Culture

20 Foods And Drinks That Instantly Take Caribbean Latinos Back To Their Childhood

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For Caribbean people, there is something so intoxicating about our food. The food of our islands of origin make an Caribbean’s knees buckle and mouth water. Being in the American diaspora can look very different depending on where you are in relation to the Caribbean. South Florida and New York are filled with grocery stores, bodegas and shops carrying all of the food products that make Caribbean food what it is.

For those Caribbean descendants living in other parts of the U.S., finding your Goya products can be tricky. Some times it is just easier to learn the recipe and make things like sofrito yourself. Regardless, there is just something about the food that nourishes the body and soul.

Mofongo is one dish that every Puerto Rican will swear to be the best dish in the Caribbean.

CREDIT: @picandord / Instagram

Honestly, plantains of any variety will make an islander physically drool. For mofongo, green plantains are fried and smashed in a pillón with some variety of meat or seafood. It tastes better when you eat it straight from the wooden pillón.

Pasteles, i.e. more plantains.

CREDIT: @CookingChannel / Twitter

While mainland Latino countries use masa for their tamales, Puerto Ricans and the Dominicans use plátanos verdes y calabazas along with a pound of sofrito. They’re wrapped in banana leaves instead of corn husks but are equally as cherished around the holidays.

Obviously coquito is a major staple around the holidays.

CREDIT: @lala / Twitter

Speaking of holidays, it ain’t one until an abuelita or two brings in a gallon of coquito, Puerto Rico’s version of eggnog. You know how, if you’re Mexican, seeing holiday garland makes you need champurrado? Es lo mismo con coquito for Puerto Ricans. Starbucks can’t replicate that no matter how hard they try.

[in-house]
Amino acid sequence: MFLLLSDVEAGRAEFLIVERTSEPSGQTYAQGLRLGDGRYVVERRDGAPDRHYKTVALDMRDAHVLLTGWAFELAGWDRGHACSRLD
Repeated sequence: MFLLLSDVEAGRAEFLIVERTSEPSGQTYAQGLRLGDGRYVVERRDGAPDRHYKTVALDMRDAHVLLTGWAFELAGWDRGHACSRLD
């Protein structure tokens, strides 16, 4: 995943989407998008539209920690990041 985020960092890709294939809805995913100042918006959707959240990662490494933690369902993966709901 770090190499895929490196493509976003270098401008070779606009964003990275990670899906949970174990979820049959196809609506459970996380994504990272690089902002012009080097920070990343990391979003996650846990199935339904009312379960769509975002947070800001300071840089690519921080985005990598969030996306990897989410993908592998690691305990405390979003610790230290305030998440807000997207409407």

Cafecito isn’t cafecito if it’s anything but Café Bustelo.

CREDIT: @tcclockworth / Twitter

Cubans and Puerto Ricans alike will not submit to any other type of caffeine. It’s beneath us. Except Cafe La Llave if you’re in a pinch.

Even this pic of pastelitos de guayaba will make any islander drool on their phones.

CREDIT: @FeelingEmulsify / Twitter

When someone shows up to your fiesta carrying a cardboard box, there is nothing more precious you could hope for than some fresh Cuban pastelitos. Puff pastry, sweet cream cheese and guava make the world go round.

As will a box of pan de bono.

CREDIT: @5HCcSogno / Twitter

Piping hot pan de bono is like bringing lumps of gold to dinner. The tapioca based cheesy bread makes America’s grilled cheese look like trash.

Aborrajados compete hard for the center stage.

CREDIT: @elsiglocomve / Twitter

To be fair, these originate from Colombia, but they include plantain as a base so therefore, I’m salivating. If there is a banana involved, the tropical isla in me is dancing.

No Caribbean food list is complete without a classic Cubano.

CREDIT: @VisitTampaBay / Twitter